Price anchoring is one of the most common neuromarketing techniques. It’s mostly used during sales season by marketers to show the real value of a product compared to what the customer will actually pay if they buy it now. In other words, it shows you that you’re getting a product worth, let’s say, 900 euros for just 450 euros which feels like a total bargain. The anchor price serves to convince customers that the product holds greater value than its listed price, which makes the sale price considerably more appealing.

Another example of smart usage of price anchoring is from McDonald’s when they offer you a normal-size Mac for 4€ and a double-size Mac for just an extra 1€ (5€ total) making you feel like the double-size Mac should cost 8€ yet you’re getting it for just 5€. 

4- The Halo Effect












The halo effect is a cognitive bias where our overall impression of a person or a brand influences how we feel and think about their character or attributes. In the context of e-commerce, businesses strategically leverage the halo effect to positively influence consumer perceptions and drive sales. A well-designed and visually appealing website can create a positive first impression. If consumers find the website visually pleasing and user-friendly, they are more likely to extend positive feelings to the brand and its products. 

For instance, if the Blackberry website (shown above) loads fast, it will subconsciously confirm to visitors that the phone is also fast. Moreover, E-commerce businesses often collaborate with influencers or celebrities to endorse their products. The positive image of the influencer can transfer to the products they promote, creating a halo effect that enhances the perceived value and desirability of the items.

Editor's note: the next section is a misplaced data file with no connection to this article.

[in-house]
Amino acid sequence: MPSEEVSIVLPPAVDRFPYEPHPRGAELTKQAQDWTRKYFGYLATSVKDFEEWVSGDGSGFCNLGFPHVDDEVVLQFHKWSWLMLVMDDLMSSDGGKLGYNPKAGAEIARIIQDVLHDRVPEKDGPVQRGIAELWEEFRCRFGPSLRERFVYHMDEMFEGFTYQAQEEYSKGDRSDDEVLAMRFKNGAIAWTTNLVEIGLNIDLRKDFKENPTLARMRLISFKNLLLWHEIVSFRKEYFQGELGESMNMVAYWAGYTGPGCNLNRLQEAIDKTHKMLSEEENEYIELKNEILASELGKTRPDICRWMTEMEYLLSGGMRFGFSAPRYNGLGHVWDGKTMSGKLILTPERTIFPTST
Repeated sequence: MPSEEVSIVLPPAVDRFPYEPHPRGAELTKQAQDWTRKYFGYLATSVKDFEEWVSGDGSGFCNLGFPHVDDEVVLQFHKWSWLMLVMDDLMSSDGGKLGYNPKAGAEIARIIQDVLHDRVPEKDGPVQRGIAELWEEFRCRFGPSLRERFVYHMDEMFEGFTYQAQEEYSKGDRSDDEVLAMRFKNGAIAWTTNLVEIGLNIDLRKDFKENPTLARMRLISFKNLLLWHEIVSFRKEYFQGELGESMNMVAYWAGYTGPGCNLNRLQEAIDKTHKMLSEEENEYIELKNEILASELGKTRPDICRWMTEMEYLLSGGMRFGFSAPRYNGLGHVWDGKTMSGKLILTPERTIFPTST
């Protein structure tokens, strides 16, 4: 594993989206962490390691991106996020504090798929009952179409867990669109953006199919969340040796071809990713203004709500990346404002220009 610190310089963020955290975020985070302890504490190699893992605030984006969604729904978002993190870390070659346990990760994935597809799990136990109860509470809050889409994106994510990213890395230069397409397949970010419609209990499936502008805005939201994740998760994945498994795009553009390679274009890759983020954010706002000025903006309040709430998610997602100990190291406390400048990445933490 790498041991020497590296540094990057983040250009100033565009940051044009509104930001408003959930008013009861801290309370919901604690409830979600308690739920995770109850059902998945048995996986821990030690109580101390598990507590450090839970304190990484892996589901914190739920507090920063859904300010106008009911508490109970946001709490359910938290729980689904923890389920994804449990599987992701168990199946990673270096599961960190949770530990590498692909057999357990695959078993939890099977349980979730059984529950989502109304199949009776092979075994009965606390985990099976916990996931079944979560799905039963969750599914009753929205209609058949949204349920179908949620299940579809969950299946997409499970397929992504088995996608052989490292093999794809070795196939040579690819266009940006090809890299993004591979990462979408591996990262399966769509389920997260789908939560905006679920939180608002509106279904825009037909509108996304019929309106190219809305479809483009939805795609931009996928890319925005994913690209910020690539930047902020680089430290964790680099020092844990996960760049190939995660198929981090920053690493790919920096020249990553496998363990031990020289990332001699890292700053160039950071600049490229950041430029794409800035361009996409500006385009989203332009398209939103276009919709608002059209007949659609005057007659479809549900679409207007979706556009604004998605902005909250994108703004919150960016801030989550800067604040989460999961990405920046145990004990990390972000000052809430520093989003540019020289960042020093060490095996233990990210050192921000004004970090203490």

5- Emphasizing the Role of Gaze and Directional Cues









A study by Nielsen Norman Group, a specialized firm in user experience research, has revealed that people scan content in an F-shaped pattern, that’s why marketers put their most important content on the top left of the screen.

Moreover, advertising banners featuring images and videos of babies have proven to capture more attention from potential buyers. if the baby is looking at the camera people tend to focus on his face. However, if the baby directs its gaze at the product, the viewer’s attention seamlessly aligns with the advertisement content.

In conclusion, the fusion of neuroscience and e-commerce yields powerful strategies to influence consumer behavior. From leveraging color psychology and employing scarcity tactics to harnessing the halo effect and understanding gaze patterns, businesses can create more compelling online experiences that drive sales and enhance customer loyalty.


M2 commerce électronique – Promotion 2023/2024


Sources : 

  1. Design Webkit – Neuromarketing in E-commerce: 15 Effective Ways To Ramp Up Sales
  2. Easyship – Neuromarketing for eCommerce: 5 Strategies to Keep in Mind
  3. Tangram – Neuromarketing et e-commerce : le duo gagnant
  4. Blog Resseller Club – Mind Games: Successfully Using Neuromarketing To Drive Sales on Your E-com

A propos de Samir SOLAI

Spécialiste en marketing digital avec 5 ans d'expérience en SEO, E-commerce, Facebook Ads et Web analytics. Je suis actuellement inscrit en Master 2 commerce électronique à l'Université de Strasbourg.